The wolves are exceeding hungry this winter, as they have lost their manners. The pack that shadows me is normally polite, or as polite as wolves can be, always granting the sporting chance. Not on this day of which I write. The weather, you see, has been rather extreme in its feathery precipitation. Blizzard and storm of late have emboldened them and weakened me.
Today, they barely allowed me to shut the door to the car before commencing to howl. Unnerving, that. Especially while driving on slushy roads narrowed by a superabundance of snow. To my credit I did not lose my grip on the wheel upon hearing that supernatural wail.
They are perceptive creatures with an uncanny ability to sense weakness in others. Hence their superlative skill in bringing down prey. Some may, and some have, regarded this practice of feeding on the weak as one of cowardice; to hunt in packs and pick off the slow or enfeebled or inattentive as a sign of unwillingness to 'stand and fight' on level ground, as it were. This belief is incorrect and overlooks the core truth that wolves are far from cowards.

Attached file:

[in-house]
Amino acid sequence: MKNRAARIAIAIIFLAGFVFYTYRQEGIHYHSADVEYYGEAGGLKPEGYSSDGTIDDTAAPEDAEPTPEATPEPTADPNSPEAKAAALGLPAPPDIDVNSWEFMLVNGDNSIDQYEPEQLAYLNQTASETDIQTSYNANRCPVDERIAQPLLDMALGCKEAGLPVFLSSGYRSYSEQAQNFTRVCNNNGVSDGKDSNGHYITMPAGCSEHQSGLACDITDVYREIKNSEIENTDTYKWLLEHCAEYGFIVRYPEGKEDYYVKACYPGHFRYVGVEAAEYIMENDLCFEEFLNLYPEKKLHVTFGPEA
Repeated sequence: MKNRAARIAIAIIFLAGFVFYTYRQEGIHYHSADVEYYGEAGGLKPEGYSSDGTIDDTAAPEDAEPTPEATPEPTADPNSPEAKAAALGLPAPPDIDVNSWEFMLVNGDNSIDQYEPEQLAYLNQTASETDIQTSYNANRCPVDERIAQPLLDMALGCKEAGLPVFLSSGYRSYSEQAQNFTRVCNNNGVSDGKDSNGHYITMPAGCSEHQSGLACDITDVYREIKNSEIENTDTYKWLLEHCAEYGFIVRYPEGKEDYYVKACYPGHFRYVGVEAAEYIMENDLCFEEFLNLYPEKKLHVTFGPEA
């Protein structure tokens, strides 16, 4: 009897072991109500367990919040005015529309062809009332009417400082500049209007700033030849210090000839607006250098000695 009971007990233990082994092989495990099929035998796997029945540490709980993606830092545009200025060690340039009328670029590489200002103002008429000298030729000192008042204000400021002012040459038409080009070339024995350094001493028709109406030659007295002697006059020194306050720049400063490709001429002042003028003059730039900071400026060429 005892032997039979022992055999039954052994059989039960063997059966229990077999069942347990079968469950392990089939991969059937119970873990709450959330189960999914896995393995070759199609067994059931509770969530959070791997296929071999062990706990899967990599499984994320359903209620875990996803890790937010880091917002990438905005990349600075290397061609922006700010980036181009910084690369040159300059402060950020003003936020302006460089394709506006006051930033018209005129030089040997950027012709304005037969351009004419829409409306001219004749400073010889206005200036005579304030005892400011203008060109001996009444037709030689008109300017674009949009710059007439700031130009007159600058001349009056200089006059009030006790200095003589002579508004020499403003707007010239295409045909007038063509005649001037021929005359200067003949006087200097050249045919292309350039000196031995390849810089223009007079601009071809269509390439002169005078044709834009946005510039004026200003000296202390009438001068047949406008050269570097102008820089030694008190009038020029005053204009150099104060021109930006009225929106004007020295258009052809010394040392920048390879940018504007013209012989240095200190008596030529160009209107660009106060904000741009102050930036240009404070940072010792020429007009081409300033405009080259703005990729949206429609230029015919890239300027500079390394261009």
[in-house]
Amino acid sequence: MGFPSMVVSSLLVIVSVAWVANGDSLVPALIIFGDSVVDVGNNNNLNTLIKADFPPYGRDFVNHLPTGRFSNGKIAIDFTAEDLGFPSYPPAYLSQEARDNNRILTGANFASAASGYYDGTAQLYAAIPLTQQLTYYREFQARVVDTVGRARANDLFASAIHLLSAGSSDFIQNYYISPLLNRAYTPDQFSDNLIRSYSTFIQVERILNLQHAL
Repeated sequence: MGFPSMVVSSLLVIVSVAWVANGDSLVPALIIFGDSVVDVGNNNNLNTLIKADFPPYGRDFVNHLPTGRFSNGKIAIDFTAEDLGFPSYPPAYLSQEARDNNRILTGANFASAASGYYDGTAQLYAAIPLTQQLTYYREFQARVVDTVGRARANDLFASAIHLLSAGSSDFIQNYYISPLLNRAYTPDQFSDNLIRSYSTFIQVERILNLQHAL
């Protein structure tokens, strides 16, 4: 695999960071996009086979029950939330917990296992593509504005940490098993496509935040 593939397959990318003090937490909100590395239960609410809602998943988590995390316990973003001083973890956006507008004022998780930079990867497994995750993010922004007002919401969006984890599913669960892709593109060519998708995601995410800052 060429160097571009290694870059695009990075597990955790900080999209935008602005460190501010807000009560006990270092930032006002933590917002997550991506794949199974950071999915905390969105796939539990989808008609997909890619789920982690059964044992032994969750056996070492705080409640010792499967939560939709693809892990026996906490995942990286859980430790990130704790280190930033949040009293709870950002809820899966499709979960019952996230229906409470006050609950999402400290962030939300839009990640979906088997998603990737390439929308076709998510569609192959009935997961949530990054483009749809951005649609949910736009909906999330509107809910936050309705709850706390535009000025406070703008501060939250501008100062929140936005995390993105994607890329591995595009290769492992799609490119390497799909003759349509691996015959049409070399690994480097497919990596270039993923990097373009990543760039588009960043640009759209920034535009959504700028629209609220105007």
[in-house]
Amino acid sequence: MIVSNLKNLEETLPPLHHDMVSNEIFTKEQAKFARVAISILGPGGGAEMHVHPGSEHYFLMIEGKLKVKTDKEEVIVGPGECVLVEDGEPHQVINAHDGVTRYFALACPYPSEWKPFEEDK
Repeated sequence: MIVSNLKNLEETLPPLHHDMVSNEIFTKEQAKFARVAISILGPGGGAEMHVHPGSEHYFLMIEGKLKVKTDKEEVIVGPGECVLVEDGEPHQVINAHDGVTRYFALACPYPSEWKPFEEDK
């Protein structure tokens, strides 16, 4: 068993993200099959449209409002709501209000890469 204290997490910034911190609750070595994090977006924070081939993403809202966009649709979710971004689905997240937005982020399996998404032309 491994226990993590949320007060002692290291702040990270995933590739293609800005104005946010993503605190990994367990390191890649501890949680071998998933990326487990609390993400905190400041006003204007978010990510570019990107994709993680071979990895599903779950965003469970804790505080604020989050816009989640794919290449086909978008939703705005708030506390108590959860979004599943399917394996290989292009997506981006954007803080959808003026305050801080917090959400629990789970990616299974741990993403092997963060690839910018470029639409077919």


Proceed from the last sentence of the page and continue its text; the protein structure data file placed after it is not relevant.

Wolves, like any predators, are smart.
Cold winters in unforgiving terrain do not allow the cowardly and stupid to survive, at least not for very long. Wolves know implicitly that energy and time cannot be wasted. They do not write books on the topic of 'Minimum effort, Maximum gain', but they could if they possessed the 'civilized' gifts of writing and institutional knowledge. So wolves understand that to increase the odds of success, weaknesses and drawbacks must be exploited. This is the so-called Law Of Nature in a nutshell.
I understand this, too, if through the filter of being the prey. The weather calamities have reduced my ability to run, to hold at bay, these wolves that prowl the mixed forest of my mind. I am weakened, I am becoming inattentive. The energy to fight back is waning fast.
So it was this past Monday, when I dropped my daughter off after spending an extra day with her, due to that superabundance of snow I alluded to earlier. It was her presence that gave me balance on what was a difficult weekend, mentally. I found myself increasingly sad the closer we were to the destination, and when I leaned over to hug her goodbye I thought my heart was going to fall out of my chest. I murmured 'I love you', she responded in kind, and I quickly returned to the car. As I pulled out of the slush and into the narrowed road, that unearthly howl went up in my mind, followed by the hairs on my neck. The road diffracted in a hot prism of tears and I choked back as hard as I could.
The wolves, they moved fast...they were hungry.